Union Jack, September 3rd 1943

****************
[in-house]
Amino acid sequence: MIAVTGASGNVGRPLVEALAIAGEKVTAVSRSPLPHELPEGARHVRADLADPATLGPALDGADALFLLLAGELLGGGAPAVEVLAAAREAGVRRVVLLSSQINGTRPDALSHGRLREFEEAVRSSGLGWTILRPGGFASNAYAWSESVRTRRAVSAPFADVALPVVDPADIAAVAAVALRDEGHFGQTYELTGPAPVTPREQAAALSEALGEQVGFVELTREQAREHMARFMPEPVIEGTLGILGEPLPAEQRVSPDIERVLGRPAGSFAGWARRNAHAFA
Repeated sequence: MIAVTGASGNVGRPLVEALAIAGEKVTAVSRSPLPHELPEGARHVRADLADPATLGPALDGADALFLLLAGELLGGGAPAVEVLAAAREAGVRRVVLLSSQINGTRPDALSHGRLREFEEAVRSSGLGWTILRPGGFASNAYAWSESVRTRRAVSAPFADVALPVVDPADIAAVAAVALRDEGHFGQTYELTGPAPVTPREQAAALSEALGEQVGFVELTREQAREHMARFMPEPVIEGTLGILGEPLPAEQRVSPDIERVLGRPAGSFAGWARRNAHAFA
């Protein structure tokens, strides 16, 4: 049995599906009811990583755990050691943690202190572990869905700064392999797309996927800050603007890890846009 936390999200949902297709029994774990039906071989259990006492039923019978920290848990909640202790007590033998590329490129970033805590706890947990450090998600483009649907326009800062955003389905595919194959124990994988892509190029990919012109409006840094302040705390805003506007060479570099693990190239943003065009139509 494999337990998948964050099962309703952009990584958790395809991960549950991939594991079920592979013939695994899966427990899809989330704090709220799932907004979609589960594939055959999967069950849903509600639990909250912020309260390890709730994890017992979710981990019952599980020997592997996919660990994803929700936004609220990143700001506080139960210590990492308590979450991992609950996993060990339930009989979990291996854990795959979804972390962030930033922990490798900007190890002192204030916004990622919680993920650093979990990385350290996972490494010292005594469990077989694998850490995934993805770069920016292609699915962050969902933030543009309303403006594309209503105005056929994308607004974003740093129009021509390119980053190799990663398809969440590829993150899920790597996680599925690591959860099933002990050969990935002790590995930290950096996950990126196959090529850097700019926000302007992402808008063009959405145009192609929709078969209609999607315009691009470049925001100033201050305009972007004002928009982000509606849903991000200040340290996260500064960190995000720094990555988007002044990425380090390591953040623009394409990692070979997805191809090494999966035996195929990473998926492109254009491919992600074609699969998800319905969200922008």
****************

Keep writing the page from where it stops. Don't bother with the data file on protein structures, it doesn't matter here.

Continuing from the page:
YOU and the GOVERNMENT r [Great Britain, we do not as­sassinate, and we Tarely exe­cute, our rulers. They are cho­sen by the people and can be replaced with ease. The House of Commons, consisting of 615 members, is freely elected by secret ballot, and so, largely reflects the opinion of the country. Everyman and woman over the age of 21, except criminals, lunaties and members of the House of Lords, is entitled to vote. In theory, anyone over 2 1 can stand for election .although the £150 deposit, the cost of an elec­tion campaign, and the fact that an M.P. cannot live on his £600 salary, less income tax, deter many candidates. Parliament is elected for 5 years, but can be dissolved earlier on the decision or defeat of the Government in power. It has taken us 700 years to buildup this system of Govern­ment. It is the focal point about which we have built our demo­cratic institutions and, with local government, it is the mainstay of our civic and indivi­dual liberties Of recent years, certain criti­cisms have been levelled ^lin st Entertainment MUST Be GoodBy KEITH HARVEY= TATHEN you Britain, making the most of seven days leave, or enjoying an unofficial« forty-eight »,what kind of entertainment did vou prefer ?Did you set your course for the nearest theatre, or did you choose, with exacting care, a ci­nema, a variety-show, an old- time music-hall or just a cosy armchair and a really good -radio programme ? Im asking you this because the old adage: one mans meat is another man's poison, applies very much to entertainment— especially in war-time. As a schoolboy, I remember being taken, in crocodile forma­tion .to see a particularly dreary performance of «Macbeth», which w e rein fine artistes who constantly are tirely as it should be. further immortalising the works of our famed British playrights. QEFORE enlisting. I was an ho-norary lecturer to that much- maligned institution, the Army Education Corps. With a portable gramophone amplifier and some records, I used to tour lonely camps .airfields and A. A. posts, dispensing «?tve» and «canned» entertainment to music-lovers. One night, I was discussing Beethoven with the men of a search-light battSry, when I discovered that 75 percent of the audience were rhythm-en- thusiasts. with not the slightest interest in tin proceedings! The room in which I played the Moonlight Sonata on a creak­ing piano was a cold, grey con­crete and brick structure, and the seats were hard forms. ALTHOUGH war artistes are ¦»often conscripted into the en­tertainment field, entertainment, itself, should never be dictated as a set policy. It is better to have one really good entertainment than six poor shows. The standard cannot be too high for men on Active Ser­vice. I think you can judge lor your­selves the Quality of entertain­ment in North Africa. Thei-e are lesser stars in every firmament, of course, but, as a general rule, we are getting good shows, and many first-class artistes, in a never-ending stream. a Shakespearean company was scrubbed to a glistening white by presenting at the local theatre. a fatigue party. What Britain Stands Jor -No. 2 By Lewn^ruQHpE The fact that attendance was compulsory and the play very dull, made me dislike Shakes­peare very much for a longtime hence. It was hard on Shakes­peare. because it was not his fault that «Macbeth» was ruined by wrong lines and forgotten «cues». But it made me dislike his plays for quite awhile— until 1 found the real significance of DRAMA, as interpreted by those Twenty-five percent of my lis­teners had come along because they were m^fcic-lovers, genui­nely interested in the subject: the others had befcn paraded, one hour before,^ I arrived, and detailed to attend !Naturally, I did not let the matter rest there. The entire system of mobile entertainment in this area was subsequently re­vised. and entertainment «par­ades »abolished. Which was en- our form of government. ie selection of candidates is with advice from party e ^i^n ves, and the electorate has some­times to choose between several candidates, none of whom it ap­proves. ipite the power of the Oppo- l!Ln, s tnblr ffi?'"Iro\> minority in the House has no positive say in the government and, worse still, it is not always sure that a party majority represents a numerical majority of electors. As an exampio, in the elec­tion of 1935, the Government polled 11,792,332 votes and s-o won 432 seats, while the Op­position polled 10,209,505 votes and gained only 184 seats. Hence the cry for proportional representation. In wartime there are further criticisms. It is dangerous to change the government in time of crisis, and so there has been no election since November. 1935. and members have lost touch with their constituencies. Democracy is a responsibi­lity. It implies that every elec­tor takes an interest in the Government of his country, holds opinions, and is prepar­ed to express them and to ac­cept responsibility for them. The government is you :you form either the party in power or one of the parties in oppo­sition. If you do not use your vote, and use it intelligently, you are failing the cause we fight fo r:and, in any case, whether you praise or criticise the body that rules you, remember that you I elected it, and, as democrats, the »final responsibility is yours. »Tunis $how Guide -tMd School-Tie Cad i-T HERE is a feast of Ji nterUinjuent'fieSdh way. Amon the top-line artisu-j who will be playing in Tunis, this week­end, are those inhnimble radio «cads», ihe Western Brothers. Kenneth and Georg^. of old Garrison Theatre. school-tie fame— their ^cags are known all the world J fe r—are all set for their spediaT show, which E.N.S.A. is pres?fttT« at the Garrison Theatre. Production is by Major William Devlin, well-known Shakespea­rean actor from the Old Vi theatre. This is his first vent .into the world of revue. Frank On Saturday, they are giving Jackson, Englands youngest Ba- two performances— at 15.00 hrs. and 17.30 hrs. On Sunday there will be one show, commencing at 15.00 hrs. ”ft Kenneth and George have brought over from Britain a host of topical quips and delightfully satirical songs. They are cer­tainly in for a «big hand». Supporting the Western Broth­ers at these performances is the famous R.A.F. band The Sand- oiiers». which has just concluded a successful tour in the Middle East. The band appears by per­mission of the A.F.R Welfare De­partment. Tickets can be booked in the usual way. The Garrison Theatre box-office is open daily from 10.00 hrs. to 12.00 hrs. «WISHFUL THINKING »THERE are acre surprises for Tunis «atertainment-seekers. Next wmA a British Armoured Division is presenting anew reroe, «Wishful Thinking» at the chelor of Music has scored the original compositions for an or­chestra of sixteen. The show has some lovely ladies and, in ad­dition to a premiere danseuse and several attractive soubret- tes .there is a charming eighteen- year-old coloratura soprano «discovery.» «Wishful Thinking opens Monday, September run for one week only. 0 4 They thought he was kidding A FAMOUS racing driver, who ¦now knows the hairpin bends on the roads of Tunisia, as well ashe used to know the turns at Brooklands, carried out an interesting test, the other day. He is serving in North Africa, and he had been involved, with other drivers, in an argument concerning petrol consumption. Some of them refused to be­lieve that a saving of several miles to the gallon could be achieved by careful driving. The racing driver disagreed, so they decided to settle the matter in a practical way. j First, the racing dpfver sent for an ordinary Bedford three-! tonner which haw^ 11.5Q5L- ?aIrettor. ~ jf , _ iplruck flat iUi out, _ when fm? ijetrol rnn ¦--Speedometer showed 8.6 miles, i .His mechanics inspected the eng>joe. cleaned the plugs, check-'ed /ami altered the ignition tim­ing), tappets and carburettor sett­ing and filled up with another allon. Ajain lethe the truck all- out along the same road, but this time outran of petrol after 10.5 miles. Finally, he filled up again with one gallon and drove back care­fully and steadily. To everyones astonishment he clocked 14.2 mile^! Wlteen I was racinga, the drivp'f-expert told his audience, «Jr"4»ad to put my foot down peavily. Consumption didnt matter then. Now things are dif­ferent. Every drop of petri^ is precious. You cant be too care-ful». h ust over thee- tve 1 (SPORT By ISIDORE GREEN Boxing and Speedway THERE should be some keen and exciting contests in the boxing programme which I)vr. James Graham is organising for the lads of his R.A.S.C. Company next Thursday even­ing. Sept. 9. This Coy. is rightly proud of the quality of the sporting shows it has staged already, and it claims the finest boxing ring in the Army. I am particularly looking for­ward to next Thursdays tourna­ment, for in the programme is 'J.R. Murphy a sapper in the whoR.E.s. is reputed to be cthe goods ».With an excellent amateur re­putation. and with natural box- fighting abilities. Sapper Murphy is tremendously keen to make good in the fistic firmament. His record, progressively, to date includes the 7‘ st. Welsh Schoolboy Championship, 8 st. Welsh junior Flyweight Cham­pionship, and the 1942 Feather­weight Army Championship (South Midland Area). He is also( a Welsh Internationalist. After the war he intends ito uptake the game professionally Drv. Graham says he has found a worthy opponent for Murphy. SPEEDWAYS POSSIBILITIES ANOTHER sport that is bound to receive an open-armed wel­come when That Evil Man and his Thugs are more,no is Speed­way Racing. Remember those glorious nights, with the arc-lights blazing forth upon the dusty speedway, when such dazzling stars as Lionel Van Pr:.ag— he won the D.C.M. for bravery in this war— Jack Parker. «Bluey» Wilkinson, ihe Brothers Milne, Jack and lev tr^cK ~ ^ Uemember those dizzy mo­ments, when thritl-upon-thrill brought crowds of 80,000 and upwards to their feet, cheering fervently, for honrs on end? Speedway Racing is one of the most fascinating of all sports. Supporters clubs attracted nearly haif-a-million «fans» in London, alone! Then add those record «gates» at the big provincial meetings. There should bean abundance of speedwray talent after the war. What about our dashing Don Rs? Theyve certainly had a wealth of experience of dare­devil riding in this theatre, alone. They're only waiting the word which will speed them back to Bonnie Britain, where the lure of the cinder-track will be as compelling as ever. :SAVE PETROL EACH DAY -ITS THE VICTORY WAY Slogan contributed by C p tM. S.R. Hariock, L.A.D. ,b Switch off when Halted Busy Nurses Relax by the Sea MANY of our Nursing Sisters in the hospitals of North Africa, who have been lucky enough to be granted a few days leave, are very grateful to Miss Inez Dawson, who recently arrived here from Chalfont St. Giles, Bucks. Miss Dawson is in charge of the Y.W.CA. in North Africa, and since her arrival she has been very busy organising a hostel where the can spend their leave or. if they have only a few hours off duty,Jhey can spend it incomplete relaxation, faraway from the odour of anaesthetics. The other day I visited this hostel, which is the first to be opened in North Africa. Situated St.at Germain, it consists of two very large .villas right on the seafront. Large wT ell-kept gar­dens line the approaches and the air is heavily scented with exotic perfumes from the flower-beds. I was conductei round the hostel by Miss Dawson. It was filled with sisters enjoying a well earned rest. No effort had been spared to make it as pleasant as possible. The large dining-room is gaily decorated in red and blue. Dotted around the room are small tables, each one bearing a large vase of fragrant flowers. Gaily painted chairs complete the picture, and give an atmosphere of happiness. JOY OF AREAL BED I One of the first things that gives perhaps the most joy— ju^ is, perhaps, the only word that can be used to express the feed­ings of the sisters, many of whom have slept for months umtar j canvas— is their first sight of By Malcolm McLaren bedrooms they are going to oc­cupy. These are spacious rooms, fac­ing the beach, or the gardens, and are equipped with two single I beds and other furniture requir­ed to make a really attractive bedroom. One of the most popular rooms, when the sisters are not bathing or otherwise occupied is the lounge. Here they can entertain their friends, take tea, and. if they are feeling energetic, dance to the music of a gramophone. The terrace of the house has also been put to excellent use. On the roof, Miss Dawson is going to hold her dances. The terrace, incidentally, is used, af the moment, for sunbathing. The situation of this hostel is so delightful that it is only ne»cessary to open the garden gate and your first step lands you on the beach, for sunning or bath­ing. Shower-baths are also one of the many services the hostel pro­vides. Although it has only been opened for the best part of a month, this hostel has already given a well-earned Mediterra­nean holiday to hundreds of Nursing Sisters, whose daily contribution to the war effort makes then indispensible. Printed and pvotiKhed every Monday, W fdiw'da? and Friday, to UNION JACK. Britiib At my Newspaper VniL. by ,«La Rapid Editor: «tU t K.C. Harrry. AH I tap .i»II. t Warisbali : Trtepboia ., <